"13" (Bernard B. Jacobs Theatre): Edginess is nowhere to be found in this small-scale musical featuring a cast and band made up entirely of teens. Will "13" prove to be Broadway's answer to "High School Musical," "Hanah Montana" and the Jonas Brothers? The marketing question is the thing about "13" that's really intriguing.
"A Man for All Seasons" (American Airlines Theatre): Why did it take forty-six years to mount a Broadway revival of Robert Bolt's 1962 Tony Award-winning Best Play about Sir Thomas More, King Henry VIII's martyred Lord Chancellor? The answer may be that the story of a character that insists on remaining resolute, calm and the ultimate man of conscience while the drama rages around him is not very interesting. Frank Langella, one of the great larger-than-life stage actors, faces the challenge of breathing life into this airless pageant.
"To Be or Not to Be" (Samuel J. Friedman Theatre): Ben Brantley of The New York Times labeled Nick Whitby's stage version of Ernst Lubitsch's fabled 1942 dark screwball motion picture comedy a "walking corpse." Brantley got it right.
"All My Sons" (Gerald Schoenfeld Theatre): Arthur Miller's second play (and first Broadway success) translates the social drama of Hendrik Ibsen into the story that illustrates the equation ''doing business'' encourages moral bankruptcy. As far as Miller is concerned the American dream simply fails to create citizens with a sense of responsibility for their fellow human beings. John Lithgow, Dianne Wiest, Patrick Wilson and Katie Holmes (in a much publicized Broadway debut) co-star. Even more interesting is the fact that Simon McBurney, artisti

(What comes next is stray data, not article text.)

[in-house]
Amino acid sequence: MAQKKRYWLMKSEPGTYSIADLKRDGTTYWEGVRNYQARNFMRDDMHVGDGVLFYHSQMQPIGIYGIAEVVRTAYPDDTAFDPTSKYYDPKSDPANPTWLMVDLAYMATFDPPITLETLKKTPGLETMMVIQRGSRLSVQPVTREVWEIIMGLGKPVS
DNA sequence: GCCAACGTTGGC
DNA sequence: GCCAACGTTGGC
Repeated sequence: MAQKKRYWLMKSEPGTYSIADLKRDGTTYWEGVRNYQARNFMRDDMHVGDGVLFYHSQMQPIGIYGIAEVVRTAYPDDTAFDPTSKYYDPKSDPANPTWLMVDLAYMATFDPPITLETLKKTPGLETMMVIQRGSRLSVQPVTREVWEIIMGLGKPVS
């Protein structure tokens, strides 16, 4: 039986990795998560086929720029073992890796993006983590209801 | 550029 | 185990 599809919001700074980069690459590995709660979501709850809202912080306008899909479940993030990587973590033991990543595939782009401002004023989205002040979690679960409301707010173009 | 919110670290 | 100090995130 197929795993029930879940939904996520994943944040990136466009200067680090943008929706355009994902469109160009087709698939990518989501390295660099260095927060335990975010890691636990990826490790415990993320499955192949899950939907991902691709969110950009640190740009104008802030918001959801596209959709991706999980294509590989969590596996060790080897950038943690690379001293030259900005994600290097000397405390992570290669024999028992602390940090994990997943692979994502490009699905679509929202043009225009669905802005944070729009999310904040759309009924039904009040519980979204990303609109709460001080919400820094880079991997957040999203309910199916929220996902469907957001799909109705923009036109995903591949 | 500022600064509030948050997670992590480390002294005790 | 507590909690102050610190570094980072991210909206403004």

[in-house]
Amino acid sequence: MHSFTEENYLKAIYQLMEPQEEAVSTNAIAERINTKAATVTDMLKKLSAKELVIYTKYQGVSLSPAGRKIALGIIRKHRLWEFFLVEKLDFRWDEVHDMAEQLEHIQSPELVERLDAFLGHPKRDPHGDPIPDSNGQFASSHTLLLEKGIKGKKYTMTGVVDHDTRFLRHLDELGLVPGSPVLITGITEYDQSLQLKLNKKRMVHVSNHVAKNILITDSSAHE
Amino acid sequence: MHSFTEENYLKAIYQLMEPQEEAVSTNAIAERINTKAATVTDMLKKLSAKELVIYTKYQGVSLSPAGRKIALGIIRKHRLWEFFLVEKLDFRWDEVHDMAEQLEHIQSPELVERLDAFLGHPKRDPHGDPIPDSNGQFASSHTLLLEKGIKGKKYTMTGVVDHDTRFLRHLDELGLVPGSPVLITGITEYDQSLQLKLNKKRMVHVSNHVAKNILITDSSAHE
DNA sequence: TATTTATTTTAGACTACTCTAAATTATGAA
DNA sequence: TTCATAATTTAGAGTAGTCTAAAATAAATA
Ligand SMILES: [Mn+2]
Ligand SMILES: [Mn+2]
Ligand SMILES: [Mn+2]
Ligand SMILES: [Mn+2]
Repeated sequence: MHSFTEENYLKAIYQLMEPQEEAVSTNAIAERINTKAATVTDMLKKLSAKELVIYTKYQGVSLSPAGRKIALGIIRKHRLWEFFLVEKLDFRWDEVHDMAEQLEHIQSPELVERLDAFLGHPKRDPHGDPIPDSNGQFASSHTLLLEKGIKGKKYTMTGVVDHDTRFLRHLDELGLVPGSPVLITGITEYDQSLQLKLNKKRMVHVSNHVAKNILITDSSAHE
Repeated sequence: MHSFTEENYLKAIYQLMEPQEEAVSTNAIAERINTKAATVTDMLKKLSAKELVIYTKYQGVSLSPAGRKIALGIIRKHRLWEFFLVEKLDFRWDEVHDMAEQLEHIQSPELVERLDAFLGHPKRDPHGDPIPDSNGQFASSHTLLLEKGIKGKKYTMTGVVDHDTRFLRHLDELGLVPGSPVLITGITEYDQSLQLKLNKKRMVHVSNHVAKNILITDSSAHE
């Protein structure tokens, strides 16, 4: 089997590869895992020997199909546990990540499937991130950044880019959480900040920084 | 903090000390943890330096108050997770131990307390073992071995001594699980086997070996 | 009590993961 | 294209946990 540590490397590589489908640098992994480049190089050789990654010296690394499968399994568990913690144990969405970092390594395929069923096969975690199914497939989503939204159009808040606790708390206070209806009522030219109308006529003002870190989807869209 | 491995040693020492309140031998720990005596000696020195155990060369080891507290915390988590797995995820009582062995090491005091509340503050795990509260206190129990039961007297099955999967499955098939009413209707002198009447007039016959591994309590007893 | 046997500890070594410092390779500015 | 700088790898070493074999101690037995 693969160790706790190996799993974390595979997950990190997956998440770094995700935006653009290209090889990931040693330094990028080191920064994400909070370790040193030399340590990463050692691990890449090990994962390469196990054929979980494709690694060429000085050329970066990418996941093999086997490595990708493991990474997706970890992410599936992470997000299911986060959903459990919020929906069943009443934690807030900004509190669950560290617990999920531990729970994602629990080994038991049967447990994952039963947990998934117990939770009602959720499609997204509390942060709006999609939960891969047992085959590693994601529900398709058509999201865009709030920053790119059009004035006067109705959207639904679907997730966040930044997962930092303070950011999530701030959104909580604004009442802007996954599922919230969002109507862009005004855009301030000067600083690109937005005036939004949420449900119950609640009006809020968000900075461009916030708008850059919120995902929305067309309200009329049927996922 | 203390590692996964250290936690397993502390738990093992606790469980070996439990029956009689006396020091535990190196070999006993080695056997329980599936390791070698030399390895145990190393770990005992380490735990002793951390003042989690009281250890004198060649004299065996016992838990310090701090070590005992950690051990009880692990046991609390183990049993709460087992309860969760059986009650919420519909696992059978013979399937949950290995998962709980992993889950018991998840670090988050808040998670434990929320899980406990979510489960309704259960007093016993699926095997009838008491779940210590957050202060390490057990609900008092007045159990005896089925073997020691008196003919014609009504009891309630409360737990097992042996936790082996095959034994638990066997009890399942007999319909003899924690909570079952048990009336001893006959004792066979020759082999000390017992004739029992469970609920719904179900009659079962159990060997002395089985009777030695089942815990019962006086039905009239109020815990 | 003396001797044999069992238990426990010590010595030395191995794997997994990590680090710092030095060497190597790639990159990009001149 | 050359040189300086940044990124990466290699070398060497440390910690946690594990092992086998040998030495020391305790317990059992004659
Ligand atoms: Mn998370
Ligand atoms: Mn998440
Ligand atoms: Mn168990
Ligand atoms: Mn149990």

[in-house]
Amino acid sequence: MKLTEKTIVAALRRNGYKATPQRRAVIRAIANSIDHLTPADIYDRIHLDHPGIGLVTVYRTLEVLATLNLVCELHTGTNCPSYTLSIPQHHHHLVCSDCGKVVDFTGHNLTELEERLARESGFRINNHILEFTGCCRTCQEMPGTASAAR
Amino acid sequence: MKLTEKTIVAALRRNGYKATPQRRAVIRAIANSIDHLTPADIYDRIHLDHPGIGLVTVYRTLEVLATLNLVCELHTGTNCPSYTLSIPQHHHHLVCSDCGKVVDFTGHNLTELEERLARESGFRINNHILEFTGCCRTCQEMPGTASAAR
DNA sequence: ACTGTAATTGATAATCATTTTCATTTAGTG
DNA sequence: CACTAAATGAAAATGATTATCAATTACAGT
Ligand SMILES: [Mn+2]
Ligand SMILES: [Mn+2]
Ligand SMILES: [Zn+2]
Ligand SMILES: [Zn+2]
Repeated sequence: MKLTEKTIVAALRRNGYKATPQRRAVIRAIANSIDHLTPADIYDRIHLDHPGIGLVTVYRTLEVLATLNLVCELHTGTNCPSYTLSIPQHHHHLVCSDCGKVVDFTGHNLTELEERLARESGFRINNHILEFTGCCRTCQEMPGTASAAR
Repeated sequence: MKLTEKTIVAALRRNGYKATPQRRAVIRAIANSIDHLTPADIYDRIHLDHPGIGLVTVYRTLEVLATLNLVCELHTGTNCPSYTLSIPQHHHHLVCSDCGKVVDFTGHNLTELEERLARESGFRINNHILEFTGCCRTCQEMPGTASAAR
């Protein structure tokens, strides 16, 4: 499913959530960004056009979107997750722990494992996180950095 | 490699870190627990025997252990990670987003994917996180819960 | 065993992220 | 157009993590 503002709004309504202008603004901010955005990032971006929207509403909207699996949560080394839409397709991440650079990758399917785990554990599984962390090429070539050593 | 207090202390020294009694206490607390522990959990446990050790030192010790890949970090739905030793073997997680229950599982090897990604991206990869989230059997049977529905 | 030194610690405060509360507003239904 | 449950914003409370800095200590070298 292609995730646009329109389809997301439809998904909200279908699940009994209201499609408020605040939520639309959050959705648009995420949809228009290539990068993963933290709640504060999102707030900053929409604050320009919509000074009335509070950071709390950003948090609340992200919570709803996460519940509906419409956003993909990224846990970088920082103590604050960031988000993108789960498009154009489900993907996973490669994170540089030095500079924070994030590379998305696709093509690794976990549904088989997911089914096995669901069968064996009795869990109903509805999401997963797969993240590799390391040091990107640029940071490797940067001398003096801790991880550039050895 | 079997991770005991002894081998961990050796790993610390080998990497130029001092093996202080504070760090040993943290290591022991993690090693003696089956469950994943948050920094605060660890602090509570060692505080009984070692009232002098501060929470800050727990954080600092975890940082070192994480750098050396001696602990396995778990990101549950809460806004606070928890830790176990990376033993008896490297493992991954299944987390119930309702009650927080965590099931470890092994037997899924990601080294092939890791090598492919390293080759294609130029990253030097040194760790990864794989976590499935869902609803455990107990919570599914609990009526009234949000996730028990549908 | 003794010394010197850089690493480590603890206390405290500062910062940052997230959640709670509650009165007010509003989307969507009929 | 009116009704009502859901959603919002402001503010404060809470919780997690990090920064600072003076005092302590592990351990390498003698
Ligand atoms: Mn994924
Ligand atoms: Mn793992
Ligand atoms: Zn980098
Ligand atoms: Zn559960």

"The Chairs"; "The Street of Crocodiles") helmed the production, adding Brechtian elements and echoes of Greek tragedy in the process that have provoked violently divergent critical reactions. The production reigns as Broadway's hottest non-musical ticket.
ON THE WAY
"Speed-the-Plow" (Barrymore Theatre): Desperation, insecurity, ambition, terror, hollowness and the fear that pervades American capitalism pervade David Mamet's 1988 satirical take on the movie business. Jeremy Piven, Raul Esparza and Elisabeth Moss portray Mamet's high-octane characters, giving hem what so many actors crave: the opportunity to spit out Mamet's rapid-fire, often overlapping, expletive laden dialogue.
"Billy Elliot" (Imperial Theatre): Everyone loved Stephen Daldrey's 2000 film about the motherless working-class eleven-year-old boy who abandons boxing to train as a ballet dancer during the 1984-85 coal miners' strike. Everyone loves the musical version of the film, also directed by Daldrey, with a score by Elton John and book and lyrics by screenplay author Lee Hall. The show earned four 2005 British Olivier Awards, including Best New Musical. It's this season's big one, no doubt about it.
"American Buffalo" (Belasco Theatre): The third Broadway revival of David Mamet's first Broadway play co-stars John Leguizamo (who will do undoubtedly do his best to erase memories of Robert Duvall and
Al Pacino who previously played the role), and Cedric The Entertainer and Haley Joel Osment (in their Broadway debuts) as a trio of inept hustlers who pit business against friendship in a desperate scam to obtain what they believe to be is their share of the American dream. Recipient of the 1977 New York Drama Critics Circle Award for Best Play.